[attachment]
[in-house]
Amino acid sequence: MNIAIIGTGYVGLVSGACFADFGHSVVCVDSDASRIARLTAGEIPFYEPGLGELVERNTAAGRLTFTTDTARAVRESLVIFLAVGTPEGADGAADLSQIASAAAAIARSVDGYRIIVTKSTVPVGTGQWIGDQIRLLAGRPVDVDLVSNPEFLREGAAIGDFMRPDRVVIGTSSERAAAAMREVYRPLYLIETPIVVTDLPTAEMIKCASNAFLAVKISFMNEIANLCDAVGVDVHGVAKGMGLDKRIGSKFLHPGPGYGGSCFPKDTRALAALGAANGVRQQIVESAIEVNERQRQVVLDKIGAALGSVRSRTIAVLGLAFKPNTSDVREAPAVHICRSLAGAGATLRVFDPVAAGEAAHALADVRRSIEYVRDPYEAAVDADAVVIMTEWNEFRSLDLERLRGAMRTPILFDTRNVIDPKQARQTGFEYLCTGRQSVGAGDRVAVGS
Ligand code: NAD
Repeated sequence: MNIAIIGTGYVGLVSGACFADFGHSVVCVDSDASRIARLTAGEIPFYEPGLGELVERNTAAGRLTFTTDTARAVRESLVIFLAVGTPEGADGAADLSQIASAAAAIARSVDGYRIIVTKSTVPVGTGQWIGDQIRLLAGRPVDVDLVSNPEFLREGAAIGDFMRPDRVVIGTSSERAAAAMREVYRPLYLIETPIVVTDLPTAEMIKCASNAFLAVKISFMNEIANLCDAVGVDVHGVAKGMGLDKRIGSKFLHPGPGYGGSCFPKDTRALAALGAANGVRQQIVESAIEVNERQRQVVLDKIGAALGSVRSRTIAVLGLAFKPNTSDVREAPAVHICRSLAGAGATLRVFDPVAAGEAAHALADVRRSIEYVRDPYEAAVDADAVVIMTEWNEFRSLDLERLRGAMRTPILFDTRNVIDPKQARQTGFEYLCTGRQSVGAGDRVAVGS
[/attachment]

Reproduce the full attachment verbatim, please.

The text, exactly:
[in-house]
Amino acid sequence: MNIAIIGTGYVGLVSGACFADFGHSVVCVDSDASRIARLTAGEIPFYEPGLGELVERNTAAGRLTFTTDTARAVRESLVIFLAVGTPEGADGAADLSQIASAAAAIARSVDGYRIIVTKSTVPVGTGQWIGDQIRLLAGRPVDVDLVSNPEFLREGAAIGDFMRPDRVVIGTSSERAAAAMREVYRPLYLIETPIVVTDLPTAEMIKCASNAFLAVKISFMNEIANLCDAVGVDVHGVAKGMGLDKRIGSKFLHPGPGYGGSCFPKDTRALAALGAANGVRQQIVESAIEVNERQRQVVLDKIGAALGSVRSRTIAVLGLAFKPNTSDVREAPAVHICRSLAGAGATLRVFDPVAAGEAAHALADVRRSIEYVRDPYEAAVDADAVVIMTEWNEFRSLDLERLRGAMRTPILFDTRNVIDPKQARQTGFEYLCTGRQSVGAGDRVAVGS
Ligand code: NAD
Repeated sequence: MNIAIIGTGYVGLVSGACFADFGHSVVCVDSDASRIARLTAGEIPFYEPGLGELVERNTAAGRLTFTTDTARAVRESLVIFLAVGTPEGADGAADLSQIASAAAAIARSVDGYRIIVTKSTVPVGTGQWIGDQIRLLAGRPVDVDLVSNPEFLREGAAIGDFMRPDRVVIGTSSERAAAAMREVYRPLYLIETPIVVTDLPTAEMIKCASNAFLAVKISFMNEIANLCDAVGVDVHGVAKGMGLDKRIGSKFLHPGPGYGGSCFPKDTRALAALGAANGVRQQIVESAIEVNERQRQVVLDKIGAALGSVRSRTIAVLGLAFKPNTSDVREAPAVHICRSLAGAGATLRVFDPVAAGEAAHALADVRRSIEYVRDPYEAAVDADAVVIMTEWNEFRSLDLERLRGAMRTPILFDTRNVIDPKQARQTGFEYLCTGRQSVGAGDRVAVGS